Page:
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Re: cpplib: what is a system header? [HEAD]
- To: gcc-patches at gcc dot gnu dot org
- Subject: Re: cpplib: what is a system header? [HEAD]
- From: Russ Allbery <rra at stanford dot edu>
- Date: 17 Feb 2001 10:13:35 -0800
- Organization: The Eyrie
- References: <20010217173703.A6810@daikokuya.demon.co.uk>
Neil Booth <email@example.com> writes:
> This unifies and simplifies the tests for systemheaderness in cpplib.
> Currently, there are 2 tests, one for dependencies (-MM) and one for
> everything else. The current ones work like this:
> o For dependencies, everything #included with <>, and nested includes
> below that, are deemed system headers, regardless of where the headers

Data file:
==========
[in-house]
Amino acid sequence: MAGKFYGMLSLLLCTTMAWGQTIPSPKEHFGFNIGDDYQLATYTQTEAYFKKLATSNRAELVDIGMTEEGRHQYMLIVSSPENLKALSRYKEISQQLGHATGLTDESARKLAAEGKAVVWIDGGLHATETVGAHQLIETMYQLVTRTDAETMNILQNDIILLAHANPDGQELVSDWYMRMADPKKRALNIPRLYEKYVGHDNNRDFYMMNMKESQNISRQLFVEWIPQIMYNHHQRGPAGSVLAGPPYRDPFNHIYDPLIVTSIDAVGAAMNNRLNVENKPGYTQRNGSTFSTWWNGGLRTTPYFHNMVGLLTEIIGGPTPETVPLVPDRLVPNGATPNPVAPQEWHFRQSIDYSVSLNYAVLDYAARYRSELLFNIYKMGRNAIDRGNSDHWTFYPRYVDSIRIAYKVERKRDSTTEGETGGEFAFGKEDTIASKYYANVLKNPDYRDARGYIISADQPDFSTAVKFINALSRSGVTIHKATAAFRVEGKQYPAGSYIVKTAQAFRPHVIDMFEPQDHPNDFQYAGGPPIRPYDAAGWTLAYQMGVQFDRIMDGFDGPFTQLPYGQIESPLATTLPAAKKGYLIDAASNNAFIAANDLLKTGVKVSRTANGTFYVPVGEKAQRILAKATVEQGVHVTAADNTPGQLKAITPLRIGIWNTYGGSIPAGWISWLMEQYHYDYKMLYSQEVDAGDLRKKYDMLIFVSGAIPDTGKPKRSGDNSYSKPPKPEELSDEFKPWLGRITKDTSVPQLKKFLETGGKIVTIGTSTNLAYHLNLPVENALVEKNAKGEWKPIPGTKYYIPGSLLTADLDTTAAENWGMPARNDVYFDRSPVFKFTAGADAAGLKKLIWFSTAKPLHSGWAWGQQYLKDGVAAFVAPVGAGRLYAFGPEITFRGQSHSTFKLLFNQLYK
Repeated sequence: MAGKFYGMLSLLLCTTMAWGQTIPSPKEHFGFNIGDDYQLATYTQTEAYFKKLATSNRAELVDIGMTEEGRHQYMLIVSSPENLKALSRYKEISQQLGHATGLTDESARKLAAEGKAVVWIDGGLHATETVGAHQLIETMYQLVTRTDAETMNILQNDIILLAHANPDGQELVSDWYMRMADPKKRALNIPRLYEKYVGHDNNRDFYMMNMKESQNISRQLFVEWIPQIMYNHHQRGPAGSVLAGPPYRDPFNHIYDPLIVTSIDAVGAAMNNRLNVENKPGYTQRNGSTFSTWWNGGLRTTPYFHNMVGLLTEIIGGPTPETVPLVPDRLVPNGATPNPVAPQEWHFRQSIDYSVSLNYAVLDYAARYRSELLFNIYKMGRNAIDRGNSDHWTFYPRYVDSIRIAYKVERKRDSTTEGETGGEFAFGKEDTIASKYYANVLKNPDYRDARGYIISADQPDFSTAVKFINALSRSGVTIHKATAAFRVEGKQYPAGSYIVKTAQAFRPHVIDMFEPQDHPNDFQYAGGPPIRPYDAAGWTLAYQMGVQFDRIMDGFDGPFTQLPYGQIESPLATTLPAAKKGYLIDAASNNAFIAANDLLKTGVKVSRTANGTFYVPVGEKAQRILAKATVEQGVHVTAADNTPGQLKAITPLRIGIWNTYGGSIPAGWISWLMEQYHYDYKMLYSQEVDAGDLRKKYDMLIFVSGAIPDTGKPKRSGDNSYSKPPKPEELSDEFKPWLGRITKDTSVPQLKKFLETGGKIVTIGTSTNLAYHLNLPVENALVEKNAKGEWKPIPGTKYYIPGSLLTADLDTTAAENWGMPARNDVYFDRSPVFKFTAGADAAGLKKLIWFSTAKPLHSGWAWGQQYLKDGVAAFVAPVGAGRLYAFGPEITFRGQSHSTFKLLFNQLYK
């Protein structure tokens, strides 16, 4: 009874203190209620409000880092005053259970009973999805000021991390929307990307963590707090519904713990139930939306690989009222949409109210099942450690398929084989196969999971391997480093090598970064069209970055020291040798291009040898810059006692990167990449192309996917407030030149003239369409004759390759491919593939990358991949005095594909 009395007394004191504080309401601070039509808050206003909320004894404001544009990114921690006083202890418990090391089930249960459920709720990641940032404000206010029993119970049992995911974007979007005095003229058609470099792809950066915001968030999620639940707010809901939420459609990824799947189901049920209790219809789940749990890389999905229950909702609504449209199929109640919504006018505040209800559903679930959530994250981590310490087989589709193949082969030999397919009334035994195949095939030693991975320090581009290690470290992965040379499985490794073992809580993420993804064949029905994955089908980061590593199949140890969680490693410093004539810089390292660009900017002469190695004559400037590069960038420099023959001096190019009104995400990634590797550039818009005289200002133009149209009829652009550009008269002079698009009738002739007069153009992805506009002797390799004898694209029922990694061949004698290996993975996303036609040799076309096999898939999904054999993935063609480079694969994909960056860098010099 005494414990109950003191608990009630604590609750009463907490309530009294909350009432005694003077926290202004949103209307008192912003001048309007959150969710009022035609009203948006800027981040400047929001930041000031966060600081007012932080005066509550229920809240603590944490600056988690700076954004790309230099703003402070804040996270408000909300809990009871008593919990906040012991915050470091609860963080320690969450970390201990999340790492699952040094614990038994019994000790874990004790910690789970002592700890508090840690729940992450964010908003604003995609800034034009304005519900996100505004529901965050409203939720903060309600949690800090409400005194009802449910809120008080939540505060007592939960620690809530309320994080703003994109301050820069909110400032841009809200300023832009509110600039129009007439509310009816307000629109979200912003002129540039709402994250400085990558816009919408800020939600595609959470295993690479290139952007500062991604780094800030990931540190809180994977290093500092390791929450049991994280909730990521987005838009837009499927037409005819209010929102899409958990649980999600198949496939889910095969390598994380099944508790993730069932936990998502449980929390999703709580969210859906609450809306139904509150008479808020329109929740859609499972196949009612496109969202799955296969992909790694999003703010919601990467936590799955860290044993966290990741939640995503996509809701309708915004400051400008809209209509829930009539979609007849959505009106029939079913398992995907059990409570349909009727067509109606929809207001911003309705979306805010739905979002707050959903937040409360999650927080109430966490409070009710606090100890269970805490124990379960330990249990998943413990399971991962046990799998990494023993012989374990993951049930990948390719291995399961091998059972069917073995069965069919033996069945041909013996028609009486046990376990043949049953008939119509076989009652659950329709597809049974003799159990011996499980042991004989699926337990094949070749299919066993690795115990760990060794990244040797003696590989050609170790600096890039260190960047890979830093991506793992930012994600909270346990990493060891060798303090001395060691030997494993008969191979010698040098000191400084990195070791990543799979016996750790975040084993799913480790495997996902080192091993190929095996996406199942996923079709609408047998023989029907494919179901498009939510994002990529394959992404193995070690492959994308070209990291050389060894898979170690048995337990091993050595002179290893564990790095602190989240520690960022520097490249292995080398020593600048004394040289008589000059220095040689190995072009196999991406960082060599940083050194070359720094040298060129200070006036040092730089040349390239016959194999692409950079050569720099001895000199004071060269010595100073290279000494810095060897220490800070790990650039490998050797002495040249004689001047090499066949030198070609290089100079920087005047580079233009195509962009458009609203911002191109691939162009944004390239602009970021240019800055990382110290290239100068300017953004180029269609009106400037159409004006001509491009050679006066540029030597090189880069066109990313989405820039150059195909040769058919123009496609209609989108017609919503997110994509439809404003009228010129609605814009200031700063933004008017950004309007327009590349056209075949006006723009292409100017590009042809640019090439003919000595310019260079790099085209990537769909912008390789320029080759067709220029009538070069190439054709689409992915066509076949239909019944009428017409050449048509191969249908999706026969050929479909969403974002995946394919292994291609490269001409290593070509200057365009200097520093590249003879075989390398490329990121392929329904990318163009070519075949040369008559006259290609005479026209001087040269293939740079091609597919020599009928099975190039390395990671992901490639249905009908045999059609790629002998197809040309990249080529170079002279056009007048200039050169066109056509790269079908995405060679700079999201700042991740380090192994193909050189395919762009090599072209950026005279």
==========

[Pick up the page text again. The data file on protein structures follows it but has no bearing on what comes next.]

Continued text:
> actually are found.
> The new rule for everything is
> o Something is deemed a system header if it was included by
> a system header (via "" or <>), or if it was found in a
> system header directory (with absolute pathnames never
> giving a system header directory).
> This is a slight change in semantics, but for properly configured
> systems with code that correctly uses the <> and "" forms of #include,
> no changes should be noticed. Zack and I want to try this for a while,
> and see if anyone complains.
Hm. This is going to cause a change in behavior of make depend in at
least some packages (INN being the example near and dear to my heart).
We'd end up listing Perl header files and the like in the dependencies in
the Makefile after this change without further changing our scripts, since
those directories are added to the include path with -I (we support
compilers other than gcc). Or am I missing something?
Russ Allbery (firstname.lastname@example.org) <http://www.eyrie.org/~eagle/>